First, it’s totally awesome that she even exists at all.
“As leaders build a company culture, they need to be aware of subcultures that might require different management.”
This is *exactly* the point I tried to make about Valve earlier today.
Her objections to Performance Improvement Plans (PIPs) are solidly grounded in Dale Carnegie’s 1st principal: “Don’t criticize, condemn or complain.” It’s just not an effective way to get people to change and, just because it’s the conventional way to “protect” the company from law suits, doesn’t mean that’s the best or only way. I really like her idea of hand out a whopper of a severance package instead and call it done. Much more humane all round.
“We taught everyone the fundamentals. They could see payroll versus revenue.”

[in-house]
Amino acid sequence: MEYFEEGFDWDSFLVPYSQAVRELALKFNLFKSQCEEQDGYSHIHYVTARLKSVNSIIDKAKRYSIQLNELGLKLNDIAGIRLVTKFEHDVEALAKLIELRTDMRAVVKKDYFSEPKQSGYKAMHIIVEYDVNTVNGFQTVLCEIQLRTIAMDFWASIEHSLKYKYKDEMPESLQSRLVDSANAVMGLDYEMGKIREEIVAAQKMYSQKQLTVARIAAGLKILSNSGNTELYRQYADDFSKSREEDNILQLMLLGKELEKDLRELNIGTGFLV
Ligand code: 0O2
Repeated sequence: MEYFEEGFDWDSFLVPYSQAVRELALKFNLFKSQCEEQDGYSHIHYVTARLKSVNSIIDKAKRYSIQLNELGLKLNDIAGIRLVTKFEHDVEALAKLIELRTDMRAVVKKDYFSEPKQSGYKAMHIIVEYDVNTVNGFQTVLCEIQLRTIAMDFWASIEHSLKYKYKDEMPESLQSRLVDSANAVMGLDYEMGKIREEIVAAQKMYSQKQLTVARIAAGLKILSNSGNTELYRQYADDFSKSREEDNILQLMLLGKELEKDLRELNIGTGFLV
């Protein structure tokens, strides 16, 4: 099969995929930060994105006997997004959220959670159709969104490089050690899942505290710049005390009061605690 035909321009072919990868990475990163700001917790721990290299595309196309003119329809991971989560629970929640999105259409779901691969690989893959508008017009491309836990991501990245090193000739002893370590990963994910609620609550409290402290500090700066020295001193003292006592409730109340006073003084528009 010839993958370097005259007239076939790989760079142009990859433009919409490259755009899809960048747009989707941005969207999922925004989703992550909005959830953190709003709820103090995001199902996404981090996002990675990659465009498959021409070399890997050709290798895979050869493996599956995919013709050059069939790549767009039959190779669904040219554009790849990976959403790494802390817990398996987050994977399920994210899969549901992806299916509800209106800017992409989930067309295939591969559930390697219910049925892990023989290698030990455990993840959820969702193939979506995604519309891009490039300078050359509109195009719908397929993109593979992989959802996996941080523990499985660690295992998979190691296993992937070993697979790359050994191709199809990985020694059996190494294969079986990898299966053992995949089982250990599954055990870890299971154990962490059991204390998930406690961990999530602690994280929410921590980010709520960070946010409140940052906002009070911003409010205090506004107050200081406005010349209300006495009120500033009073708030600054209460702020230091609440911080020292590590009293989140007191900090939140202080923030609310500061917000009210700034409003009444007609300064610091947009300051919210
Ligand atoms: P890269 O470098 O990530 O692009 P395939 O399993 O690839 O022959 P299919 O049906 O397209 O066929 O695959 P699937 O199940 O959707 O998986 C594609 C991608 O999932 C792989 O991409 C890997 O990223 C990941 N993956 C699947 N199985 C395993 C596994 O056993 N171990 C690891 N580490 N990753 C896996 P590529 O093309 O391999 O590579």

This is one of my personal likelihood of success indicators…
“McCord’s made Netflix as flat as possible — every engineer was a senior software engineer. Not that this didn’t ruffle some feathers.”
Yup. Interestingly Pixar did a similar transition to this model during the production of Finding Nemo. It drove some people bonkers, to the point that they either left Pixar or rotated onto a different movie. I’ve personally always done best in non-title centric environments, because there’s no implicit expectations about who can or can’t do what needs doing.
“If you no longer want to work with us, we don’t want to hold you hostage.”
Netflix let the employee decide the ratio of salary & options. Furthermore, there was no vesting period on the options (!). (Seems like tax hell really. Wonder how that worked in reality.)
“…some places … focus on getting their firm onto lists of “Best Places to Work” (which, when you dig into the methodologies, are really based just on perks and benefits).”
“Netflix’s talent philosophy: The best thing you can do for employees—a perk better than foosball or free sushi—is hire only “A” players to work alongside them. Excellent colleagues trump everything else.”
Yes and yes.